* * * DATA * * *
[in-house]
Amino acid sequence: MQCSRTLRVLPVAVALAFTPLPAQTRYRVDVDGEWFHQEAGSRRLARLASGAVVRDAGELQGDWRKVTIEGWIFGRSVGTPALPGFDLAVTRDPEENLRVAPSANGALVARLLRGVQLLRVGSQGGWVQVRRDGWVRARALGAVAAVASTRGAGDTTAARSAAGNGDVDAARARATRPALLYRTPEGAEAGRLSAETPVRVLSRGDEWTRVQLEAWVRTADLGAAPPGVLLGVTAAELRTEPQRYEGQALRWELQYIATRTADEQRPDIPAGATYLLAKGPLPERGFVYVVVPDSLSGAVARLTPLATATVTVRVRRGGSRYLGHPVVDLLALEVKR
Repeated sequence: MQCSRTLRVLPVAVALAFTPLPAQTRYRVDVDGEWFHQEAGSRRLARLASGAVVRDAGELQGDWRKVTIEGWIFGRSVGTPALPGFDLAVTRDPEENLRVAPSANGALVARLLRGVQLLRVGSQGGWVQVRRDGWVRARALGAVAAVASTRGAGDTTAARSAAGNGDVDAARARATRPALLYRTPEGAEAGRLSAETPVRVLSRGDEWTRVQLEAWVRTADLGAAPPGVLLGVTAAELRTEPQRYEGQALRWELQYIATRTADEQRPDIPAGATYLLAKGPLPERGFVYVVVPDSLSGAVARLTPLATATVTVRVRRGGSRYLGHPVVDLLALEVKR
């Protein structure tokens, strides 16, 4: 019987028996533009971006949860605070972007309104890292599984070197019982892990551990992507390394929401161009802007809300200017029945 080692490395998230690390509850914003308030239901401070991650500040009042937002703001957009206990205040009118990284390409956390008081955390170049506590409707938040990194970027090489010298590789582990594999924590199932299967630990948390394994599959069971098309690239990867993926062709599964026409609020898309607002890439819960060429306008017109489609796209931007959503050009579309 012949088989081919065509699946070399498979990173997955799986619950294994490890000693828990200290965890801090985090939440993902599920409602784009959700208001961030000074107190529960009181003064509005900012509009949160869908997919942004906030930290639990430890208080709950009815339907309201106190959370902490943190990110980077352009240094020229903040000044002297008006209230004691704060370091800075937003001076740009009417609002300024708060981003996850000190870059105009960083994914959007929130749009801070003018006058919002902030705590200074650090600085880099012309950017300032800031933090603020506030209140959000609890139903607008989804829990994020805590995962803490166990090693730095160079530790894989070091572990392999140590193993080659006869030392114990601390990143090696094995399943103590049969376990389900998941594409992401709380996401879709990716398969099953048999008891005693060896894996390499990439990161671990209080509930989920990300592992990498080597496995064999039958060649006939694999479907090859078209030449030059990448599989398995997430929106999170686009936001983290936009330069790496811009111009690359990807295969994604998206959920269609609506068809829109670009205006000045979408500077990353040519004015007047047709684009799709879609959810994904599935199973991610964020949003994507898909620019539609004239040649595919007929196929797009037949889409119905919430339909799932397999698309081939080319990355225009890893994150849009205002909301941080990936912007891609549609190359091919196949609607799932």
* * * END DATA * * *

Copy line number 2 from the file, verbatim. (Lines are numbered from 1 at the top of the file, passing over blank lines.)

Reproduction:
Amino acid sequence: MQCSRTLRVLPVAVALAFTPLPAQTRYRVDVDGEWFHQEAGSRRLARLASGAVVRDAGELQGDWRKVTIEGWIFGRSVGTPALPGFDLAVTRDPEENLRVAPSANGALVARLLRGVQLLRVGSQGGWVQVRRDGWVRARALGAVAAVASTRGAGDTTAARSAAGNGDVDAARARATRPALLYRTPEGAEAGRLSAETPVRVLSRGDEWTRVQLEAWVRTADLGAAPPGVLLGVTAAELRTEPQRYEGQALRWELQYIATRTADEQRPDIPAGATYLLAKGPLPERGFVYVVVPDSLSGAVARLTPLATATVTVRVRRGGSRYLGHPVVDLLALEVKR